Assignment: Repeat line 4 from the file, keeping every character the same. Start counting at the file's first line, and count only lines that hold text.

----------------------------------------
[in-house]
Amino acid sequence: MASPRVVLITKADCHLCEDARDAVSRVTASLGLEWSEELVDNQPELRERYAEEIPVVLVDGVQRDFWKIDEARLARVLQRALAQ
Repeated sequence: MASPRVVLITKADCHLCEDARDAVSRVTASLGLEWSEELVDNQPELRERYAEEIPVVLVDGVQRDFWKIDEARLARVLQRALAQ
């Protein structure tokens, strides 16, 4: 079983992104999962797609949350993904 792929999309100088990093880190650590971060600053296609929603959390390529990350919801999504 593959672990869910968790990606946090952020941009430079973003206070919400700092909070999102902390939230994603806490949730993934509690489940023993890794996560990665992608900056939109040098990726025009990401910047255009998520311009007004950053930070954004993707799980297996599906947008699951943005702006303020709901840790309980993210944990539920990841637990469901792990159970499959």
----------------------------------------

């Protein structure tokens, strides 16, 4: 079983992104999962797609949350993904 792929999309100088990093880190650590971060600053296609929603959390390529990350919801999504 593959672990869910968790990606946090952020941009430079973003206070919400700092909070999102902390939230994603806490949730993934509690489940023993890794996560990665992608900056939109040098990726025009990401910047255009998520311009007004950053930070954004993707799980297996599906947008699951943005702006303020709901840790309980993210944990539920990841637990469901792990159970499959």